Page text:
HOGANSBURG — The St. Regis Mohawk tribe has thrown out a vote that would have ended its plan to build a casino in Sullivan County, saying members did not get proper advance notice of the vote.
Meanwhile, many members are questioning why the referendum happened in the first place.
"This casino has been going forward for years; we don't need a referendum now," said tribal member Stewart E. White. "Why have a referendum on something that's been ongoing for years and years, especially now with the new administration? Remember, it was Bush's guy who nixed the whole idea."
For the past 14 years, the tribe has been trying to start a casino in the Catskills, but the George W. Bush administration banned off-reservation gaming, putting an end to tribal efforts. The Obama White House has said it is revisiting the policy and considering allowing off-site gaming once again.
In last month's tribal referendum, voters turned down the envisioned $600 million, two-story casino, 178-140.
After investigating complaints that the tribe's referendum ordinance was not followed, its board of elections declared the vote null and void. The board found that notice of the election was not published early enough in advance of the vote.
Similarly, tribal members who do not live on the reservation did not receive notification of the referendum, nor were informational mailers sent out.
"They need that education component, it's vital for anything to have validity in government," said Raymond G. Cook, a tribal member. "There's supposed to be three meetings and radio talk shows and ads. I didn't see anything or hear anything and there was no information sent in the mail."
There was only one talk show on the Akwesasne radio station 97.3 FM CKON, where usually there are several. There were, however, three meetings in the tribal community building, as is required under the ordinance, tribal members said.
"Obviously we made a mistake," Chief James W. Ransom said. "I don't think we did a very good job in educating the community. We certainly didn't give enough information."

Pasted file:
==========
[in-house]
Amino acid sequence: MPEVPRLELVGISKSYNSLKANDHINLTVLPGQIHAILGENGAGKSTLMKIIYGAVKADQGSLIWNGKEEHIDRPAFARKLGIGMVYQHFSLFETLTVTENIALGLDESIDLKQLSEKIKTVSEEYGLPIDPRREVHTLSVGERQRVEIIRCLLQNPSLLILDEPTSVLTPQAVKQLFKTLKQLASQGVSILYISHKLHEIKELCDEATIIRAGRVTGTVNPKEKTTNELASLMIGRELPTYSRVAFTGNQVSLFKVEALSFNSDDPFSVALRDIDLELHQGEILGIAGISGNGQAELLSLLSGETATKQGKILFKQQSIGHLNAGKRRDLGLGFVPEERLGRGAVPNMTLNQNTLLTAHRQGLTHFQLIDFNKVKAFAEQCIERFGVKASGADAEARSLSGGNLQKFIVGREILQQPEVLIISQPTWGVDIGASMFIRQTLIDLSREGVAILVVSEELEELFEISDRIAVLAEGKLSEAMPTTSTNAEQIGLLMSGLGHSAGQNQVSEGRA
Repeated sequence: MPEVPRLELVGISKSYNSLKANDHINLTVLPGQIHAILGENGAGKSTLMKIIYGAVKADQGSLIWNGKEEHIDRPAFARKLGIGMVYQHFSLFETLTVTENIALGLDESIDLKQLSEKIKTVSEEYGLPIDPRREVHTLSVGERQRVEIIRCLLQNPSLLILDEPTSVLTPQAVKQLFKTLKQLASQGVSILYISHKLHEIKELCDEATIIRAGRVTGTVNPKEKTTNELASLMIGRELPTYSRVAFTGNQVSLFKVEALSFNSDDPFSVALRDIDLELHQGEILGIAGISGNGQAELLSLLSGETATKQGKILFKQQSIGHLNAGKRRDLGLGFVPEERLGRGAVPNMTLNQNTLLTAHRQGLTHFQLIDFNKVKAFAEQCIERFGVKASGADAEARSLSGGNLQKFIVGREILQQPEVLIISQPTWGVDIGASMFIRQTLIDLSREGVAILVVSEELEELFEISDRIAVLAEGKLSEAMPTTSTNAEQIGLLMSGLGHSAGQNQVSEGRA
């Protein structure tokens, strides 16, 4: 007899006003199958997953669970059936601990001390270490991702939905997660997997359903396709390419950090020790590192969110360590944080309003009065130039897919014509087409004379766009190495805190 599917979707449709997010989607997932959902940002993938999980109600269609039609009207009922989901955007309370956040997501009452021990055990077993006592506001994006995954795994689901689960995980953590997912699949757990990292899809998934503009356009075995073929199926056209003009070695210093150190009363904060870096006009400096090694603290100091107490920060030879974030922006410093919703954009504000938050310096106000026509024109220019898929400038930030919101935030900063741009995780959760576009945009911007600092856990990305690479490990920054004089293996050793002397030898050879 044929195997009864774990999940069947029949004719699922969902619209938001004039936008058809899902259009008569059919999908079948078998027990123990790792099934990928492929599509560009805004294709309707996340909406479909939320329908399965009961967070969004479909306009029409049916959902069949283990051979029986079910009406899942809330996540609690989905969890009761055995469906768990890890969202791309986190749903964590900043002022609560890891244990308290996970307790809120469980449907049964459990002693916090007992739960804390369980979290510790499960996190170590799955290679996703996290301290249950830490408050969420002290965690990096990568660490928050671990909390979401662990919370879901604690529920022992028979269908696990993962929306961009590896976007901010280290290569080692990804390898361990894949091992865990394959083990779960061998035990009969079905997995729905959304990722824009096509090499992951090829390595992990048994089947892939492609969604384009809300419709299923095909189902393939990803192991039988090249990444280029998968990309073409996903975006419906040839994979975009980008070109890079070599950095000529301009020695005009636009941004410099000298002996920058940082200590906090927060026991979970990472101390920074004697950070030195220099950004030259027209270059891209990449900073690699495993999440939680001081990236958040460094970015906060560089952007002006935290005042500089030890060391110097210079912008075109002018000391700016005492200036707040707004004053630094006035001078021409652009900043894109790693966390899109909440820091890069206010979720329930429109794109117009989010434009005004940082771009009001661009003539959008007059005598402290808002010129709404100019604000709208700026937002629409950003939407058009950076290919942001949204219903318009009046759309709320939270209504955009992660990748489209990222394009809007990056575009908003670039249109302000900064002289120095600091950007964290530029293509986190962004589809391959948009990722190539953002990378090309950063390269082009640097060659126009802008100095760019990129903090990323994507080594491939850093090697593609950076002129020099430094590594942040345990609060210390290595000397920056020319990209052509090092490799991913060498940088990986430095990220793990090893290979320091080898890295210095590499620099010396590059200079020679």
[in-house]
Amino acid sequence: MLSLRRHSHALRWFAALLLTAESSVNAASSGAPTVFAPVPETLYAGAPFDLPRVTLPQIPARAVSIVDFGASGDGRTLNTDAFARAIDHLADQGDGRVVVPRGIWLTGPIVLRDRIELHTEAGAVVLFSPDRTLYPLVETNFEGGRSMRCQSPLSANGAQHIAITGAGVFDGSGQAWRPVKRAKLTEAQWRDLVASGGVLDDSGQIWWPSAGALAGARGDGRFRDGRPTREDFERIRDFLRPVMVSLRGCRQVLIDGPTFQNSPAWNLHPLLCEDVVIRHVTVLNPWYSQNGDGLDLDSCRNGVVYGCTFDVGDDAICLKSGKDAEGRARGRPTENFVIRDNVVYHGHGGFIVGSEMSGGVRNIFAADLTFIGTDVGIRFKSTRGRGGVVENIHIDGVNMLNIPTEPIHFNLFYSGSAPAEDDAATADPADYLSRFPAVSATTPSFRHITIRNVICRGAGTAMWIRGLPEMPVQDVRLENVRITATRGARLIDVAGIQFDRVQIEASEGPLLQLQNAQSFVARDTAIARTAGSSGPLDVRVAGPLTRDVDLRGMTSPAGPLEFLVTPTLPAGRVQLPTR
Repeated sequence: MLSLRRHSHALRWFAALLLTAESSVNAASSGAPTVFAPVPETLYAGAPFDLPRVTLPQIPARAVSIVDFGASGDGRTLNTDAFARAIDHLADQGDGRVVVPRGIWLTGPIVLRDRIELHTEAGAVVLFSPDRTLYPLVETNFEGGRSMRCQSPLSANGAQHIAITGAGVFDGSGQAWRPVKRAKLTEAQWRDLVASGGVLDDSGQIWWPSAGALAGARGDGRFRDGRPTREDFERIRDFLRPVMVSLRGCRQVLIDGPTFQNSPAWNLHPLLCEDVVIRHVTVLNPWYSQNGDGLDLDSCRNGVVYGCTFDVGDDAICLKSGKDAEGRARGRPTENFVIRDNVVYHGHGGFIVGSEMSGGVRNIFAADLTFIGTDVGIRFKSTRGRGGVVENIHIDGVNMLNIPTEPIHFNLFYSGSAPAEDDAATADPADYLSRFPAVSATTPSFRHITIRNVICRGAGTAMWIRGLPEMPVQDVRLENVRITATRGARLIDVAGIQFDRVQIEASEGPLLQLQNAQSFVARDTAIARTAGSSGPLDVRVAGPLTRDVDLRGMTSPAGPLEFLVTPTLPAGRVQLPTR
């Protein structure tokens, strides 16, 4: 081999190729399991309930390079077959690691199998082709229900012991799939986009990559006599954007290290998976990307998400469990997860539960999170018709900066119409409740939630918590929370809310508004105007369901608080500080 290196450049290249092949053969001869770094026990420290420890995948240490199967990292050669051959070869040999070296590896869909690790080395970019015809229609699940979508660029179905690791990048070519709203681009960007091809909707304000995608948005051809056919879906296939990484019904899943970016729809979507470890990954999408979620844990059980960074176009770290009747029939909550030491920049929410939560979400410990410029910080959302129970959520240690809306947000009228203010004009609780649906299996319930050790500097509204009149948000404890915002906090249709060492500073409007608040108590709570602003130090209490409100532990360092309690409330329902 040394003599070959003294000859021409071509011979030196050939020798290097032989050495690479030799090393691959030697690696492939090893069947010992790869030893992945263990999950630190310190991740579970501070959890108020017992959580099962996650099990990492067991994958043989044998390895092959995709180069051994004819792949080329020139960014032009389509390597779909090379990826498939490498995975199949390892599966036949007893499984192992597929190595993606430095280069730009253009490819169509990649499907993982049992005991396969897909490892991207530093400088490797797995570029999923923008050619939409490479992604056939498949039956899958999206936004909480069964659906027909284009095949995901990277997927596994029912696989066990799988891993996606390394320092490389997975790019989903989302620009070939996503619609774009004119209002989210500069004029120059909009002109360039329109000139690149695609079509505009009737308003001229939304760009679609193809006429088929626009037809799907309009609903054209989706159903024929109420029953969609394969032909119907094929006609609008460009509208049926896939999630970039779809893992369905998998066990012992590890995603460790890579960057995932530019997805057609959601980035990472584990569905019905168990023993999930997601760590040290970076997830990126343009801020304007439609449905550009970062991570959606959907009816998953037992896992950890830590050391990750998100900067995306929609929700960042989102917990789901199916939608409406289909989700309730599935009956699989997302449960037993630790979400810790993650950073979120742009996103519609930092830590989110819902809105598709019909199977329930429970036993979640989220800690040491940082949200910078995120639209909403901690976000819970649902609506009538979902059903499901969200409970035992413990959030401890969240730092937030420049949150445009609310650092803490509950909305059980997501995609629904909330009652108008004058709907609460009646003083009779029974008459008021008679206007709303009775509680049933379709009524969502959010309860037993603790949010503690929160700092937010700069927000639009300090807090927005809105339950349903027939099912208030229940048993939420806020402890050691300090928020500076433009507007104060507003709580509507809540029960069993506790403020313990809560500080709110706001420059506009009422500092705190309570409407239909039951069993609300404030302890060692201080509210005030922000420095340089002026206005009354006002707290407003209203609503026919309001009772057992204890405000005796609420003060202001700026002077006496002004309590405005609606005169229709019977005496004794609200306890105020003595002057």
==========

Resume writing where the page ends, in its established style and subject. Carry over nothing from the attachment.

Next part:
Usually, referendums are held at the same time as the tribe's general elections. Winter votes get lower turnout and are easier for factions to defeat, according to Mr. White.
"It's amazing to me that this question was even asked," said Lorraine White, a lawyer and former chief, who is no relation to Mr. White. "It provides more questions than it does answers. Why did we play into the hands of a small faction that doesn't want this to happen? I think we jeopardized our reputation and our credibility."
Before the Bush administration policy, the tribe had the support of then-Governor Eliot L. Spitzer, area Rep. Maurice D. Hinchey, D-Saugerties, and local governments in Sullivan County.
The tribe is receiving good indications that the Obama administration will reverse the so-called Kempthorne Policy in the near future, according to Mr. Ransom. It is because of the possible change in policy that the tribal council decided to hold the vote now, he said.
"Since I was elected in 2003, it would come up periodically. The tribe had a referendum for on-reservation gaming but never had one for off-reservation gaming," he said. "As a tribe, we need to position ourselves to take advantage (of a possible policy reversal). It was important to have this vote sooner rather than later."
The tribe will reschedule the referendum, likely for sometime in January, though no date has been set yet.